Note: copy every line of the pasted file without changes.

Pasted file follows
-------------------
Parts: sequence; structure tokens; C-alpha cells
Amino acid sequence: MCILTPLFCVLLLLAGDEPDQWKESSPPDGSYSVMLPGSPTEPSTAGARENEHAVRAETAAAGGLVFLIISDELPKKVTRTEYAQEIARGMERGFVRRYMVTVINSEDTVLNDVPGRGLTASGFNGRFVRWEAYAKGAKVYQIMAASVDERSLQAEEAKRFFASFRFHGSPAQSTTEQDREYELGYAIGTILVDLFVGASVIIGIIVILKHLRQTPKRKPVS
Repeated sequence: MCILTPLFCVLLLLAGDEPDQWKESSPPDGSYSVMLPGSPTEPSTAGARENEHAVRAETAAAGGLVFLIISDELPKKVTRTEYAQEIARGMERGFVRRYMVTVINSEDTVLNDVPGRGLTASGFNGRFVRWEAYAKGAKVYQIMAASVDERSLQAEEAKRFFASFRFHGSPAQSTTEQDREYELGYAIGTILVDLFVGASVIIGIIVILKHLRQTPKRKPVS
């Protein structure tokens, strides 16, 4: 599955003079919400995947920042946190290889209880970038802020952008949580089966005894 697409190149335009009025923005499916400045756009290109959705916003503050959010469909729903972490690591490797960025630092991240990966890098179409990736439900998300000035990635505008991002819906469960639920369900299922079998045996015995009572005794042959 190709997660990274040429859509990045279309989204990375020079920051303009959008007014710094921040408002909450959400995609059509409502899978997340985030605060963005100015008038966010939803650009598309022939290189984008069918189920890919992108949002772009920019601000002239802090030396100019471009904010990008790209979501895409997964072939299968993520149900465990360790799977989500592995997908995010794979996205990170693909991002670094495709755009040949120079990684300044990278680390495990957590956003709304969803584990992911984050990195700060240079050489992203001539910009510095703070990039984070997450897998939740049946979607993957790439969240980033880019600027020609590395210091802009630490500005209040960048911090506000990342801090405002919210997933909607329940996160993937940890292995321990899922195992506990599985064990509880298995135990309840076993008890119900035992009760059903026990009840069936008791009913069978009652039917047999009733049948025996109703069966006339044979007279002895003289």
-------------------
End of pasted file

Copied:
Parts: sequence; structure tokens; C-alpha cells
Amino acid sequence: MCILTPLFCVLLLLAGDEPDQWKESSPPDGSYSVMLPGSPTEPSTAGARENEHAVRAETAAAGGLVFLIISDELPKKVTRTEYAQEIARGMERGFVRRYMVTVINSEDTVLNDVPGRGLTASGFNGRFVRWEAYAKGAKVYQIMAASVDERSLQAEEAKRFFASFRFHGSPAQSTTEQDREYELGYAIGTILVDLFVGASVIIGIIVILKHLRQTPKRKPVS
Repeated sequence: MCILTPLFCVLLLLAGDEPDQWKESSPPDGSYSVMLPGSPTEPSTAGARENEHAVRAETAAAGGLVFLIISDELPKKVTRTEYAQEIARGMERGFVRRYMVTVINSEDTVLNDVPGRGLTASGFNGRFVRWEAYAKGAKVYQIMAASVDERSLQAEEAKRFFASFRFHGSPAQSTTEQDREYELGYAIGTILVDLFVGASVIIGIIVILKHLRQTPKRKPVS
């Protein structure tokens, strides 16, 4: 599955003079919400995947920042946190290889209880970038802020952008949580089966005894 697409190149335009009025923005499916400045756009290109959705916003503050959010469909729903972490690591490797960025630092991240990966890098179409990736439900998300000035990635505008991002819906469960639920369900299922079998045996015995009572005794042959 190709997660990274040429859509990045279309989204990375020079920051303009959008007014710094921040408002909450959400995609059509409502899978997340985030605060963005100015008038966010939803650009598309022939290189984008069918189920890919992108949002772009920019601000002239802090030396100019471009904010990008790209979501895409997964072939299968993520149900465990360790799977989500592995997908995010794979996205990170693909991002670094495709755009040949120079990684300044990278680390495990957590956003709304969803584990992911984050990195700060240079050489992203001539910009510095703070990039984070997450897998939740049946979607993957790439969240980033880019600027020609590395210091802009630490500005209040960048911090506000990342801090405002919210997933909607329940996160993937940890292995321990899922195992506990599985064990509880298995135990309840076993008890119900035992009760059903026990009840069936008791009913069978009652039917047999009733049948025996109703069966006339044979007279002895003289």